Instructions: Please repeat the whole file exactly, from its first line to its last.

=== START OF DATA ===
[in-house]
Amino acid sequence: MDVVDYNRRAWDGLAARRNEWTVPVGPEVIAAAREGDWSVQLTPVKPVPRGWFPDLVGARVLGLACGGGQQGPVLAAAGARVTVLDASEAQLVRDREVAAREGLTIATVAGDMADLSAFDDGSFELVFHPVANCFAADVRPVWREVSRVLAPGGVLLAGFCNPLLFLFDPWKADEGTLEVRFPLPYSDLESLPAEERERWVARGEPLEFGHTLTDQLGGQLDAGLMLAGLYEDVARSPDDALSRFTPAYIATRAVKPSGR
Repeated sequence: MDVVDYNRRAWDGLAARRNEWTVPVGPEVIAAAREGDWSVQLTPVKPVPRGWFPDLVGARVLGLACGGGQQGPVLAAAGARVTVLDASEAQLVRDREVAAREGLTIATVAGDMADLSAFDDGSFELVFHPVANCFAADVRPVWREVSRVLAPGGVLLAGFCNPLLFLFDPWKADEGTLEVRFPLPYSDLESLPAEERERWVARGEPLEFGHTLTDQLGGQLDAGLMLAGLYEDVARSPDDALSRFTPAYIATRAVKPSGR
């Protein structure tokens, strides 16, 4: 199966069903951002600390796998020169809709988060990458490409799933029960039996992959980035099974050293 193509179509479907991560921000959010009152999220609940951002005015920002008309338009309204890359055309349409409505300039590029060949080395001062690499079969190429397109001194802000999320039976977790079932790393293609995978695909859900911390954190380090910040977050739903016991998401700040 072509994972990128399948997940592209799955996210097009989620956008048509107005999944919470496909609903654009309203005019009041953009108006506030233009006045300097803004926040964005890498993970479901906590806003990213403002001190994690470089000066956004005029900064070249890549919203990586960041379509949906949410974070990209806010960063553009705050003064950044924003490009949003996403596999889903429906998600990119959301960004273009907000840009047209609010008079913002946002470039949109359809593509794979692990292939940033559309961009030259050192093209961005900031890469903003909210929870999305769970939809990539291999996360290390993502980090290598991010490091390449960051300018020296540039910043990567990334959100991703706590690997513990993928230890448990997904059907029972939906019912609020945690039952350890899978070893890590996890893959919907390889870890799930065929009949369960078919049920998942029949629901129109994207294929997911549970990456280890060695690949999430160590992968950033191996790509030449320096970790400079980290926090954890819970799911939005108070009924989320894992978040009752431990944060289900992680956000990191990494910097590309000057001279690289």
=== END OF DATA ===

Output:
[in-house]
Amino acid sequence: MDVVDYNRRAWDGLAARRNEWTVPVGPEVIAAAREGDWSVQLTPVKPVPRGWFPDLVGARVLGLACGGGQQGPVLAAAGARVTVLDASEAQLVRDREVAAREGLTIATVAGDMADLSAFDDGSFELVFHPVANCFAADVRPVWREVSRVLAPGGVLLAGFCNPLLFLFDPWKADEGTLEVRFPLPYSDLESLPAEERERWVARGEPLEFGHTLTDQLGGQLDAGLMLAGLYEDVARSPDDALSRFTPAYIATRAVKPSGR
Repeated sequence: MDVVDYNRRAWDGLAARRNEWTVPVGPEVIAAAREGDWSVQLTPVKPVPRGWFPDLVGARVLGLACGGGQQGPVLAAAGARVTVLDASEAQLVRDREVAAREGLTIATVAGDMADLSAFDDGSFELVFHPVANCFAADVRPVWREVSRVLAPGGVLLAGFCNPLLFLFDPWKADEGTLEVRFPLPYSDLESLPAEERERWVARGEPLEFGHTLTDQLGGQLDAGLMLAGLYEDVARSPDDALSRFTPAYIATRAVKPSGR
């Protein structure tokens, strides 16, 4: 199966069903951002600390796998020169809709988060990458490409799933029960039996992959980035099974050293 193509179509479907991560921000959010009152999220609940951002005015920002008309338009309204890359055309349409409505300039590029060949080395001062690499079969190429397109001194802000999320039976977790079932790393293609995978695909859900911390954190380090910040977050739903016991998401700040 072509994972990128399948997940592209799955996210097009989620956008048509107005999944919470496909609903654009309203005019009041953009108006506030233009006045300097803004926040964005890498993970479901906590806003990213403002001190994690470089000066956004005029900064070249890549919203990586960041379509949906949410974070990209806010960063553009705050003064950044924003490009949003996403596999889903429906998600990119959301960004273009907000840009047209609010008079913002946002470039949109359809593509794979692990292939940033559309961009030259050192093209961005900031890469903003909210929870999305769970939809990539291999996360290390993502980090290598991010490091390449960051300018020296540039910043990567990334959100991703706590690997513990993928230890448990997904059907029972939906019912609020945690039952350890899978070893890590996890893959919907390889870890799930065929009949369960078919049920998942029949629901129109994207294929997911549970990456280890060695690949999430160590992968950033191996790509030449320096970790400079980290926090954890819970799911939005108070009924989320894992978040009752431990944060289900992680956000990191990494910097590309000057001279690289």